April 19, 2022
Albany, NY

Governor Hochul Announces $638 Million in Grants for Water Infrastructure Improvements Across New York State

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Governor Hochul Announces $638 Million in Grants for Water Infrastructure Improvements Across New York State
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Over $206 Million Allocated to Drinking Water Projects that Treat Emerging Contaminants

Awardees located in Capital Region, Central NY, Finger Lakes, Long Island, Mid-Hudson, Mohawk Valley, North Country, Southern Tier and Western NY Regions

Governor Kathy Hochul today announced the state Environmental Facilities Corporation has awarded $638 million in grants to municipalities and public authorities for 199 water infrastructure projects across the state that protect public health or improve water quality. Nearly $601 million in Water Infrastructure Improvement Act grants and over $37 million in additional federal subsidies will support approximately $1.6 billion in total infrastructure investment. The grants are projected to contribute over 35,000 jobs to New York's economy and save taxpayers an estimated $1.4 billion.

"Modernizing our state’s water infrastructure is critical to ensuring every New Yorker has access to clean drinking water,” Governor Hochul said. “Protecting the public health of New Yorkers will always be a top priority for my administration and this funding is a testament to that commitment. We will continue working collaboratively with every level of government to empower localities with the funding they need to improve water quality statewide.”

Today's announcement marks the largest-ever award of Water Infrastructure Improvement Act (WIIA) grants. The full list of awardees and project descriptions can be found on EFC’s website, where you may also view awards by region as well as an interactive map.

Environmental Facilities Corporation President & CEO Maureen A. Coleman said, “This historic level of grant funding from EFC will provide transformational benefits for 151 communities as the State implements the water quality goals championed by Governor Hochul. Grants from EFC provide relief for taxpayers and help local governments get shovels in the ground for critical projects that protect public health and the environment, create jobs, and spur economic development. EFC is poised to support many more water quality infrastructure projects through the initiatives in the enacted State Budget and the infusion of federal funding from the Bipartisan Infrastructure Law.”

Department of Environmental Conservation Commissioner and Environmental Facilities Corporation Board Chair Basil Seggos said, “New York State is making generational investments to help build more resilient communities that are better prepared to meet the challenges of climate change by supporting upgrades and improvements to water infrastructure in municipalities across the state. With Governor Hochul’s sustained commitment to safeguarding water quality, DEC is helping to advance projects essential to providing access to clean drinking water, protecting water supplies, and promoting continued economic growth.”

Department of Health Commissioner Dr. Mary T. Bassett said, "Replacing outdated infrastructure and implementing treatment for emerging contaminants in New York State's public drinking water systems are critical components of ensuring equity in public health. Communities that have born the brunt of decades-old industry pollution or historical neglect are utilizing these funds to help off-set project costs and tackle the larger issues of clean water delivery."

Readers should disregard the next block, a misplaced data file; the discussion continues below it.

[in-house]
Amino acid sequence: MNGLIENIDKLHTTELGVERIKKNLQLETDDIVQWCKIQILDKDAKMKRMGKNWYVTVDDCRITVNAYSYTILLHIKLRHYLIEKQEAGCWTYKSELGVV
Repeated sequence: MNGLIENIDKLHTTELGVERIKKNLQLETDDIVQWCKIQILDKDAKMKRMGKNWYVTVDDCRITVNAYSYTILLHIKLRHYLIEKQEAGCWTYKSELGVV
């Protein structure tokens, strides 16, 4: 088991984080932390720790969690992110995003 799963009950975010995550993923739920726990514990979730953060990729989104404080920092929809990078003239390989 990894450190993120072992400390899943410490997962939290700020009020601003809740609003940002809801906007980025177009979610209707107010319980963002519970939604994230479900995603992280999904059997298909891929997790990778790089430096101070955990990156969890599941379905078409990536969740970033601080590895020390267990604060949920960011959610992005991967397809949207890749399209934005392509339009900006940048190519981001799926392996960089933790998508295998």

Highlights of the 199 Projects Funded in this Round of Grants Include:

More than $426 Million Awarded for Drinking Water Projects; Awards for Eligible Projects that Treat Emerging Contaminants Will Fund 60 Percent of Project Costs

More than $220 million has been awarded to improve drinking water systems and an additional $206 million to projects that treat emerging contaminants. Eligible projects that address emerging contaminants above the State determined Maximum Contaminant Level (MCL) are being awarded 60% of net eligible project costs. Examples of these projects include:

  • Averill Park Central School District (Capital Region) – $90,000 for the effective treatment of drinking water at Algonquin Middle School.
  • City of Rochester (Finger Lakes) $3 million to replace 1,110 lead service lines.
  • Water Authority of Western Nassau County (Long Island) – $31 million for four projects to remove and treat emerging contaminants.

Over $139 Million Awarded for Wastewater Improvement Projects

Examples of these projects include:

  • Chemung County (Southern Tier) $25 million for a sewer district wastewater treatment plant consolidation project. The funding will support the county's efforts to combine two aging wastewater treatment plants and perform upgrades that will help meet state standards and improve the water quality by reducing nitrogen and phosphorus discharged to the Chemung River and Chesapeake Bay Watershed.
  • City of Amsterdam (Mohawk Valley) – $4.3 million for a wastewater treatment plant improvement project.

Municipalities Awarded 50 Percent of Estimated Project Costs

Thirteen municipal projects (in the table below) have been awarded a 25 percent WIIA grant plus a 25 percent federal additional subsidy to fund 50 percent of the estimated project costs. This is made possible by awarding 25 percent in additional federal subsidies to these hardship communities that will receive interest-free financing for the remaining 50 percent of the project costs. The municipalities were chosen to receive the subsidy based on project eligibility, impacts on water quality and financial hardship.

Applicant Name

Region

Estimated Federal Subsidy

Estimated
WIIA Grant

Total Grant Award

Buffalo Sewer Authority

Western NY

$9,054,768

$9,054,768

$18,109,535

De Kalb, Town

North Country

$1,250,000

$1,250,000

$2,500,000

Franklinville, Village

Western NY

$1,235,333

$1,235,333

$2,850,000

Herkimer, Village

Mohawk Valley

$4,997,750

$4,997,750

$9,995,500

Lockport, City

Western NY

$1,934,500

$1,934,500

$3,869,000

Moravia, Village

Central NY

$827,688

$827,688

$1,655,376

Naples, Village

Finger Lakes

$3,436,500

$3,436,500

$6,873,000

Newburgh, City

Mid-Hudson

$5,577,500

$5,577,500

$11,155,000

Penn Yan, Village

Finger Lakes

$132,750

$132,750

$265,500

Schroon, Town

North Country

$108,750

$108,750

$217,500

Sidney, Village

Southern Tier

$565,313

$565,313

$1,130,626

Sylvan Beach, Village

Mohawk Valley

$7,291,668

$7,291,668

$14,583,335

Utica, City

Mohawk Valley

$306,563

$306,563

$613,126